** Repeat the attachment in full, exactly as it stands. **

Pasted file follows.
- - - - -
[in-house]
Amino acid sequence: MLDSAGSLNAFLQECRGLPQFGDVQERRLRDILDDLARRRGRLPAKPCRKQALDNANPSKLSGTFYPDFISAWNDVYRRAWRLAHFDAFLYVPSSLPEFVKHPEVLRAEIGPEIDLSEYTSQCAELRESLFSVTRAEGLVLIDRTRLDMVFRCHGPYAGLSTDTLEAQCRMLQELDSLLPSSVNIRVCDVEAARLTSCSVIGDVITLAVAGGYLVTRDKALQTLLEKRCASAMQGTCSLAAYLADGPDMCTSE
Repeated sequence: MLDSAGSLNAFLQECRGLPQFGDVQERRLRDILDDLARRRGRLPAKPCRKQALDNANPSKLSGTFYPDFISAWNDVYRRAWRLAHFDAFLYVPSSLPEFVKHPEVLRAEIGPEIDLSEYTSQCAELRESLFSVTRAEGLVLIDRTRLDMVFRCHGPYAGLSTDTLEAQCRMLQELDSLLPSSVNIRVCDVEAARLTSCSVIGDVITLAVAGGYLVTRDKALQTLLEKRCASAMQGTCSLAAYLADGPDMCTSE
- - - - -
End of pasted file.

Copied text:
[in-house]
Amino acid sequence: MLDSAGSLNAFLQECRGLPQFGDVQERRLRDILDDLARRRGRLPAKPCRKQALDNANPSKLSGTFYPDFISAWNDVYRRAWRLAHFDAFLYVPSSLPEFVKHPEVLRAEIGPEIDLSEYTSQCAELRESLFSVTRAEGLVLIDRTRLDMVFRCHGPYAGLSTDTLEAQCRMLQELDSLLPSSVNIRVCDVEAARLTSCSVIGDVITLAVAGGYLVTRDKALQTLLEKRCASAMQGTCSLAAYLADGPDMCTSE
Repeated sequence: MLDSAGSLNAFLQECRGLPQFGDVQERRLRDILDDLARRRGRLPAKPCRKQALDNANPSKLSGTFYPDFISAWNDVYRRAWRLAHFDAFLYVPSSLPEFVKHPEVLRAEIGPEIDLSEYTSQCAELRESLFSVTRAEGLVLIDRTRLDMVFRCHGPYAGLSTDTLEAQCRMLQELDSLLPSSVNIRVCDVEAARLTSCSVIGDVITLAVAGGYLVTRDKALQTLLEKRCASAMQGTCSLAAYLADGPDMCTSE